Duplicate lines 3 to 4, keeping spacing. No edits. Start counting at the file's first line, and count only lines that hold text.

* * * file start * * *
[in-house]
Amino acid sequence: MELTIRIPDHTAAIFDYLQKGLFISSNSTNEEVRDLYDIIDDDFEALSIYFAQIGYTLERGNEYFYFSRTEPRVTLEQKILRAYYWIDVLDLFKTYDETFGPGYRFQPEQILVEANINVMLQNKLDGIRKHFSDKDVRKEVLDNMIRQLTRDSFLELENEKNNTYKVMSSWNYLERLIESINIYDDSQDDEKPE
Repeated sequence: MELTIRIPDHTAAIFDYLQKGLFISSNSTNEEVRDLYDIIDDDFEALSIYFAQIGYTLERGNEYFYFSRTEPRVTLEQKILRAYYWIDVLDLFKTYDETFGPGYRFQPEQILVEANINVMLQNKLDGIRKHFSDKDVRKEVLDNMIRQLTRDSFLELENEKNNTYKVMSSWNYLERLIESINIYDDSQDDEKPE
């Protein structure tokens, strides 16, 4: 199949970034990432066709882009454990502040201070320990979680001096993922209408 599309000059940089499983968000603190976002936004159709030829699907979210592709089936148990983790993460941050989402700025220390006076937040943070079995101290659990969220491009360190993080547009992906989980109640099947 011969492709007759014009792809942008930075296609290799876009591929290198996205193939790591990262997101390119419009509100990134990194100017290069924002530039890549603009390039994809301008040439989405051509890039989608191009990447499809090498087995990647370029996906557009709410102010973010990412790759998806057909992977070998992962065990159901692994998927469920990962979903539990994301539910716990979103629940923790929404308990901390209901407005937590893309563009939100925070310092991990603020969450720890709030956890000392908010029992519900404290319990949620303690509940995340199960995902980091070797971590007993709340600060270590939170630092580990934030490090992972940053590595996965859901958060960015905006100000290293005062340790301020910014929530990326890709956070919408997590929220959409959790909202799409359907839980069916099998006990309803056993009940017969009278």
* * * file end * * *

Repeated sequence: MELTIRIPDHTAAIFDYLQKGLFISSNSTNEEVRDLYDIIDDDFEALSIYFAQIGYTLERGNEYFYFSRTEPRVTLEQKILRAYYWIDVLDLFKTYDETFGPGYRFQPEQILVEANINVMLQNKLDGIRKHFSDKDVRKEVLDNMIRQLTRDSFLELENEKNNTYKVMSSWNYLERLIESINIYDDSQDDEKPE
């Protein structure tokens, strides 16, 4: 199949970034990432066709882009454990502040201070320990979680001096993922209408 599309000059940089499983968000603190976002936004159709030829699907979210592709089936148990983790993460941050989402700025220390006076937040943070079995101290659990969220491009360190993080547009992906989980109640099947 011969492709007759014009792809942008930075296609290799876009591929290198996205193939790591990262997101390119419009509100990134990194100017290069924002530039890549603009390039994809301008040439989405051509890039989608191009990447499809090498087995990647370029996906557009709410102010973010990412790759998806057909992977070998992962065990159901692994998927469920990962979903539990994301539910716990979103629940923790929404308990901390209901407005937590893309563009939100925070310092991990603020969450720890709030956890000392908010029992519900404290319990949620303690509940995340199960995902980091070797971590007993709340600060270590939170630092580990934030490090992972940053590595996965859901958060960015905006100000290293005062340790301020910014929530990326890709956070919408997590929220959409959790909202799409359907839980069916099998006990309803056993009940017969009278």